Conformation and obedience trials have existed throughout the history of kennel clubs. Recently, however, a new type of obedience test has added excitement and innovation to the stock criterion. Called 'Rally' courses, dogs are guided by their handlers through a series of 10-20 stations where signs are located telling the handler what task the dog should perform.

"These events are interesting because neither the handler nor the dog knows what's coming next," Dorothy explains. "They're not as regimented as the conventional obedience trials and the judging is more relaxed. They are looking for good communication between the pet and its handler."

Popular favorites of the Carroll County Kennel Show are the Puppy Gala and the Junior Showmanship Competition. Puppies aged six to nine months or nine to twelve months give their best efforts in their respective classes. In the Junior Showmanship, young pet breeders and owners under the age of 18 put their dogs through their paces.

As in horse-racing, where owners often employ jockeys to ride their would-be champions to victory, pet owners often hire professional handlers to show their dogs. However, in the Junior Showmanship category each dog must be owned by the junior handler or by the junior handler's father, mother, brother, sister, uncle, aunt, grandfather, or grandmother, including the corresponding step and half relations, or by a member of the junior handler's household.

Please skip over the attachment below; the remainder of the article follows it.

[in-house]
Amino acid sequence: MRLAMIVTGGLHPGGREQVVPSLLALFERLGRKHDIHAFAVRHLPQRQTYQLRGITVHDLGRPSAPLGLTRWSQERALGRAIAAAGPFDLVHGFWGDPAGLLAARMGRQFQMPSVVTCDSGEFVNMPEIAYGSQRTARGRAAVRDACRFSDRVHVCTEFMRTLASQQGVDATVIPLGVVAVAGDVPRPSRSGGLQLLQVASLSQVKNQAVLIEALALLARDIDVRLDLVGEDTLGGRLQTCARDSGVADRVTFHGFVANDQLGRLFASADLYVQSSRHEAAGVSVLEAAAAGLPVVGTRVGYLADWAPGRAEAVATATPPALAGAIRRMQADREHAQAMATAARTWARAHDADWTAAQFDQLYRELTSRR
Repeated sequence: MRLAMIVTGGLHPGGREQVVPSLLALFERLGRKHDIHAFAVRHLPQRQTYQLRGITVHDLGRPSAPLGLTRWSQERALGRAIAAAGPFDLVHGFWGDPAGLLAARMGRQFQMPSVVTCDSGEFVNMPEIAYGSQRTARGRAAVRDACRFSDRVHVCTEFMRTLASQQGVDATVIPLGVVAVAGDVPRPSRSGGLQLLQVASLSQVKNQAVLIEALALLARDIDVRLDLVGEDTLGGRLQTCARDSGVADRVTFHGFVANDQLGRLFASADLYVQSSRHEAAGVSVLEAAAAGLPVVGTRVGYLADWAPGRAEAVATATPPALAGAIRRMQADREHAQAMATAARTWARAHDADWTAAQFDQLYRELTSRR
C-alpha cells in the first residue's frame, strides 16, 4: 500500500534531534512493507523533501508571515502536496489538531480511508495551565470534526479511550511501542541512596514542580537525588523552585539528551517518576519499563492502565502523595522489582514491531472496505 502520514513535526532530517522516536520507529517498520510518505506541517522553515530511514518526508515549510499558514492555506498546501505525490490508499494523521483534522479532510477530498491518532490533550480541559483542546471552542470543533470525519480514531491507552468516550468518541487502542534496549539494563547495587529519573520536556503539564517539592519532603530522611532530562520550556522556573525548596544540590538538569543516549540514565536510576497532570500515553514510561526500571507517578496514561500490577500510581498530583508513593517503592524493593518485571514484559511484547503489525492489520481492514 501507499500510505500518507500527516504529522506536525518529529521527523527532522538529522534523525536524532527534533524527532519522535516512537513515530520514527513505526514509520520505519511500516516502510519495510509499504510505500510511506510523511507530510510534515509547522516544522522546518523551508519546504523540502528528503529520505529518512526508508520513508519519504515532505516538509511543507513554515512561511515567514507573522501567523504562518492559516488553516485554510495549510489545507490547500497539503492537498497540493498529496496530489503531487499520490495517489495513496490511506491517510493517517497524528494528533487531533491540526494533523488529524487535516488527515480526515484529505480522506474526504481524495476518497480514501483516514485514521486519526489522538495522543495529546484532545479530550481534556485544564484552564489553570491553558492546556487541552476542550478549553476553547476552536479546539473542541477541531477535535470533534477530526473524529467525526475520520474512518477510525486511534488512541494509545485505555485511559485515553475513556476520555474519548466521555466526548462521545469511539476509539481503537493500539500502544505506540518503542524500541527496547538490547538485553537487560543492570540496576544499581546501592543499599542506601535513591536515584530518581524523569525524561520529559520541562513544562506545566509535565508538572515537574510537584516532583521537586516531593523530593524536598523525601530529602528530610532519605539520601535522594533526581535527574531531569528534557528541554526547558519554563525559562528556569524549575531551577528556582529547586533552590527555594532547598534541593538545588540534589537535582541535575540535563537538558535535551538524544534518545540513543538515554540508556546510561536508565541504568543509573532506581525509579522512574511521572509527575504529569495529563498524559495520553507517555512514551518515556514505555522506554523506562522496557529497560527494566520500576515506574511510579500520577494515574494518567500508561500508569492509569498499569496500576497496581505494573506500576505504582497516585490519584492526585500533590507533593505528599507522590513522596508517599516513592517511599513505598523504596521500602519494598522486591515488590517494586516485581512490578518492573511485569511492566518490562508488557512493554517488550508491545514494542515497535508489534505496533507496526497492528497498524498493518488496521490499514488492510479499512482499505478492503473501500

Like any great sporting event, there are always enthusiastic supporters, interested observers and nervous participants. This year's competition has over 650 canine entrants from far and near, all hoping to take home a prize. They'll be accompanied by optimistic breeders, proud owners, fastidious groomers and skilled handlers.

At the showgrounds, there will be fabulous food — lobster rolls, crab cakes and all kinds of doggie treats. There'll be tears and cheers; frustration and laughter. Tradition and new beginnings. All in all, it will be an affair to remember. And it's happening this weekend in North Conway. You won't want to miss this year's "Westminster of the Woods."

For more information, visit www.infodog.com or www.carrollcounty kennelclub.org.

Martin Lord Osman